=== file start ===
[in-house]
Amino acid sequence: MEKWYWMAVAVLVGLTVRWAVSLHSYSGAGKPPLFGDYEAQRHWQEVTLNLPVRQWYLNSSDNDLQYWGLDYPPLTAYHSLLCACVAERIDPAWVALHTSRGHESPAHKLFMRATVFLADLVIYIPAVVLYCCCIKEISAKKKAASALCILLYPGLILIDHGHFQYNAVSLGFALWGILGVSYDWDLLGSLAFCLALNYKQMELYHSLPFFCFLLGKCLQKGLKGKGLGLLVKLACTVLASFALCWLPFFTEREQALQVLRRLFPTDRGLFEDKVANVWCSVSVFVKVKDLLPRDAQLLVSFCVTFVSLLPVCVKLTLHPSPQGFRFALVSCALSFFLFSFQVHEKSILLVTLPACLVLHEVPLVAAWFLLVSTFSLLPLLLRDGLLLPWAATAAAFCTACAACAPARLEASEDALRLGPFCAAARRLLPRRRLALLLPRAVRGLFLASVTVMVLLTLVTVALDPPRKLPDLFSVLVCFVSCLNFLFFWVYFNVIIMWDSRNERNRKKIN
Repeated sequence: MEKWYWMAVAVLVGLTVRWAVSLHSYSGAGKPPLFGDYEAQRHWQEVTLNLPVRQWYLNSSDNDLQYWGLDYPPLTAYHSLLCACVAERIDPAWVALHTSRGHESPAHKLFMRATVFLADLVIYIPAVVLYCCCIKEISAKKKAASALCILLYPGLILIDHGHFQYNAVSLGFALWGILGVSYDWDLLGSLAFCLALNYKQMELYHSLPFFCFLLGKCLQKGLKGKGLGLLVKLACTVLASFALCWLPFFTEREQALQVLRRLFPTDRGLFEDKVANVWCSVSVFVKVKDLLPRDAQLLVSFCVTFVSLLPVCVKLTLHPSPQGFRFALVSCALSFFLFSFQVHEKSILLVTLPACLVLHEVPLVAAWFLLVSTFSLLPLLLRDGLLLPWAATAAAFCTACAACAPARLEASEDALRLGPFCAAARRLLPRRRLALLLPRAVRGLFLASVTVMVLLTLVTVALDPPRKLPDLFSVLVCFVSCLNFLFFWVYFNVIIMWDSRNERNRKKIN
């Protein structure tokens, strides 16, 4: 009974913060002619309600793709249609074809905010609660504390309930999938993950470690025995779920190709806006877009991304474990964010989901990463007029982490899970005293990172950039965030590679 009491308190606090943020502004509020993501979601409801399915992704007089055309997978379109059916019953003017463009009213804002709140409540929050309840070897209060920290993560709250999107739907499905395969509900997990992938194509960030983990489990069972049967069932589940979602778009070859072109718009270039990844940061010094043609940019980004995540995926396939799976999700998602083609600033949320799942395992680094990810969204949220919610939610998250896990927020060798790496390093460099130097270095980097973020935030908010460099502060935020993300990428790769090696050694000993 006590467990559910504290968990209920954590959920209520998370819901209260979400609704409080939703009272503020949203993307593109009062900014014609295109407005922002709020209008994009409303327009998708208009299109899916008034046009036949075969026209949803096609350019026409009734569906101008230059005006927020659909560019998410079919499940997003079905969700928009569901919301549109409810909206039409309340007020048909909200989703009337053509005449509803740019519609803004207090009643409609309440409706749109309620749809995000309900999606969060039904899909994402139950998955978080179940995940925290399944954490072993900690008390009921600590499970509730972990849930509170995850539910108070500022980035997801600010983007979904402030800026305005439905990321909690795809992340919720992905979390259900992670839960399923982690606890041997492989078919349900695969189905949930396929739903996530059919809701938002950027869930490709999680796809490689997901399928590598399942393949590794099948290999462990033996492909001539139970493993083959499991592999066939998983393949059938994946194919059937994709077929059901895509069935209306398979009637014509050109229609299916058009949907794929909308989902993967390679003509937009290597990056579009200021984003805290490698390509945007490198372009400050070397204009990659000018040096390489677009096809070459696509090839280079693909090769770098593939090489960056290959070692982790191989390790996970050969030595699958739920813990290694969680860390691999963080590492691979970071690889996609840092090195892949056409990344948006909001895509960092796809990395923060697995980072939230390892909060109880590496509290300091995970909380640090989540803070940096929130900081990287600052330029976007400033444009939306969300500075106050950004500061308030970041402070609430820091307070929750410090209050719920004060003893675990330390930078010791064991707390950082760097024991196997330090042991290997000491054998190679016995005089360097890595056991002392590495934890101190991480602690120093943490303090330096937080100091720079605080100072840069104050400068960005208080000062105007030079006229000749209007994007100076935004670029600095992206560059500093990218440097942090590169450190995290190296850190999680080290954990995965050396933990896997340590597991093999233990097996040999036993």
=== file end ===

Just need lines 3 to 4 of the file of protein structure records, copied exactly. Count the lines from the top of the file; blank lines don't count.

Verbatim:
Repeated sequence: MEKWYWMAVAVLVGLTVRWAVSLHSYSGAGKPPLFGDYEAQRHWQEVTLNLPVRQWYLNSSDNDLQYWGLDYPPLTAYHSLLCACVAERIDPAWVALHTSRGHESPAHKLFMRATVFLADLVIYIPAVVLYCCCIKEISAKKKAASALCILLYPGLILIDHGHFQYNAVSLGFALWGILGVSYDWDLLGSLAFCLALNYKQMELYHSLPFFCFLLGKCLQKGLKGKGLGLLVKLACTVLASFALCWLPFFTEREQALQVLRRLFPTDRGLFEDKVANVWCSVSVFVKVKDLLPRDAQLLVSFCVTFVSLLPVCVKLTLHPSPQGFRFALVSCALSFFLFSFQVHEKSILLVTLPACLVLHEVPLVAAWFLLVSTFSLLPLLLRDGLLLPWAATAAAFCTACAACAPARLEASEDALRLGPFCAAARRLLPRRRLALLLPRAVRGLFLASVTVMVLLTLVTVALDPPRKLPDLFSVLVCFVSCLNFLFFWVYFNVIIMWDSRNERNRKKIN
């Protein structure tokens, strides 16, 4: 009974913060002619309600793709249609074809905010609660504390309930999938993950470690025995779920190709806006877009991304474990964010989901990463007029982490899970005293990172950039965030590679 009491308190606090943020502004509020993501979601409801399915992704007089055309997978379109059916019953003017463009009213804002709140409540929050309840070897209060920290993560709250999107739907499905395969509900997990992938194509960030983990489990069972049967069932589940979602778009070859072109718009270039990844940061010094043609940019980004995540995926396939799976999700998602083609600033949320799942395992680094990810969204949220919610939610998250896990927020060798790496390093460099130097270095980097973020935030908010460099502060935020993300990428790769090696050694000993 006590467990559910504290968990209920954590959920209520998370819901209260979400609704409080939703009272503020949203993307593109009062900014014609295109407005922002709020209008994009409303327009998708208009299109899916008034046009036949075969026209949803096609350019026409009734569906101008230059005006927020659909560019998410079919499940997003079905969700928009569901919301549109409810909206039409309340007020048909909200989703009337053509005449509803740019519609803004207090009643409609309440409706749109309620749809995000309900999606969060039904899909994402139950998955978080179940995940925290399944954490072993900690008390009921600590499970509730972990849930509170995850539910108070500022980035997801600010983007979904402030800026305005439905990321909690795809992340919720992905979390259900992670839960399923982690606890041997492989078919349900695969189905949930396929739903996530059919809701938002950027869930490709999680796809490689997901399928590598399942393949590794099948290999462990033996492909001539139970493993083959499991592999066939998983393949059938994946194919059937994709077929059901895509069935209306398979009637014509050109229609299916058009949907794929909308989902993967390679003509937009290597990056579009200021984003805290490698390509945007490198372009400050070397204009990659000018040096390489677009096809070459696509090839280079693909090769770098593939090489960056290959070692982790191989390790996970050969030595699958739920813990290694969680860390691999963080590492691979970071690889996609840092090195892949056409990344948006909001895509960092796809990395923060697995980072939230390892909060109880590496509290300091995970909380640090989540803070940096929130900081990287600052330029976007400033444009939306969300500075106050950004500061308030970041402070609430820091307070929750410090209050719920004060003893675990330390930078010791064991707390950082760097024991196997330090042991290997000491054998190679016995005089360097890595056991002392590495934890101190991480602690120093943490303090330096937080100091720079605080100072840069104050400068960005208080000062105007030079006229000749209007994007100076935004670029600095992206560059500093990218440097942090590169450190995290190296850190999680080290954990995965050396933990896997340590597991093999233990097996040999036993």